I’ve been working with our business development team on a big project. The HR proposal portion is an amazing exercise, because it’s all about us forcing ourselves to quantify the impact that we have on the organization. Sitting there and discussing what differentiates our organization from others in terms of recruiting, retention, etc. opens your eyes to the opportunities that we have to drive change on a high level. It’s helping me to see that our part of the business can be as powerful (or not) as we want it to be.
I’ve touched on the Results Oriented Work Environment (ROWE) in this post on working naked, but that applies to work in general. The basic idea behind ROWE is work when/how/where you want, as long as the objectives are met. There are two main pieces in my mind when it comes to ROWE:
- The “fun” part of doing whatever the heck you want to do
- The “hard” part of really, truly, seriously being responsible for some actual results
When people discuss ROWE, they often look at the first piece, but the second one is discussed less often because it actually demands some level of accountability. It requires that you ask better questions, for one. What are real results when it comes to HR? How do you measure that? Are those measurements comparable to other companies in your industry or geographic region?
Take a look if you dare
When I sat down with the team to discuss the HR/recruiting portions of the proposal, I wasn’t sure what to expect. I quickly saw opportunities to bolster our proposal by calling out comments on previous employee surveys, analyzing our Best Places to Work employee responses, and plugging in metrics for recruiting and retention. By the end of the meeting, I was excited not only about our prospects (we’ve clearly differentiated ourselves from the average HR team with some of our practices), but also about having a clearer picture of what our contributions mean on a larger scale.
The little things matter. It’s not just working with a manager to coach an employee through tough times. It’s not just going the extra mile to ensure that when employees do have to leave, they are treated with all the courtesy and respect I would afford any other star employee. It’s not even having an amazing retention rate for our industry that really makes a dent in the company’s performance. It’s a little bit of everything. All of those pieces flow together to paint a picture of success for our organization. It certainly isn’t true solely due to our people practices, but a strong focus on those since the day the company was established means that they play a key role in our continued upward movement.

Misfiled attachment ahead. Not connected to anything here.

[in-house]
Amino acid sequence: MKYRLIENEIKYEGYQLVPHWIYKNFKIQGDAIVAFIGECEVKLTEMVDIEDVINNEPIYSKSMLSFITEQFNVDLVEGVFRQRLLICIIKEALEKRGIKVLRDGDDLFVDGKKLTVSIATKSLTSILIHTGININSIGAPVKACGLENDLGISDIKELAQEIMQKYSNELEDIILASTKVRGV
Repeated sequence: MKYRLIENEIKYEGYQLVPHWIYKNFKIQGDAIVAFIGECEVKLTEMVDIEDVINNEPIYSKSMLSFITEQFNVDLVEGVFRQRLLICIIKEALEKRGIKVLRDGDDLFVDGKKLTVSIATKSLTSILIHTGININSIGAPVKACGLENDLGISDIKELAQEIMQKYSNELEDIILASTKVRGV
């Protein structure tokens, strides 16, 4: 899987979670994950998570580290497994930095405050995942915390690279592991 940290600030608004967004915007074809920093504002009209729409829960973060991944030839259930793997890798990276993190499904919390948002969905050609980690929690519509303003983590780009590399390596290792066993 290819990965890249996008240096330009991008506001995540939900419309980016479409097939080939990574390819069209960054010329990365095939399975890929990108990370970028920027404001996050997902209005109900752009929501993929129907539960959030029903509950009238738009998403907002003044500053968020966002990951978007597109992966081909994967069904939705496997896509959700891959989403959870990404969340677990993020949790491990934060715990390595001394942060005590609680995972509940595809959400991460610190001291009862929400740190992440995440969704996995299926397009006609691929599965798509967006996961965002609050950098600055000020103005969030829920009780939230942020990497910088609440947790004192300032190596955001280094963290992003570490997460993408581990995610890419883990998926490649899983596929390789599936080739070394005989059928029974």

As an HR professional, you are in a unique position to make your organization better. Maybe it’s taking a little extra time with job candidates to help them understand why they weren’t chosen. Maybe it’s picking up the phone to call a remote employee to talk them through a tough time in their life. While those “small” actions might not seem valuable on the surface, they touch more people and build more goodwill toward your HRÂ team than all the doughnuts and party planning you could ever accomplish.
Take some time today to think on it. What results can you point to that measure your value as a piece of your organization? Are you contributing to, or detracting from, your company’s success? Are your inputs clearly visible? Why or why not?
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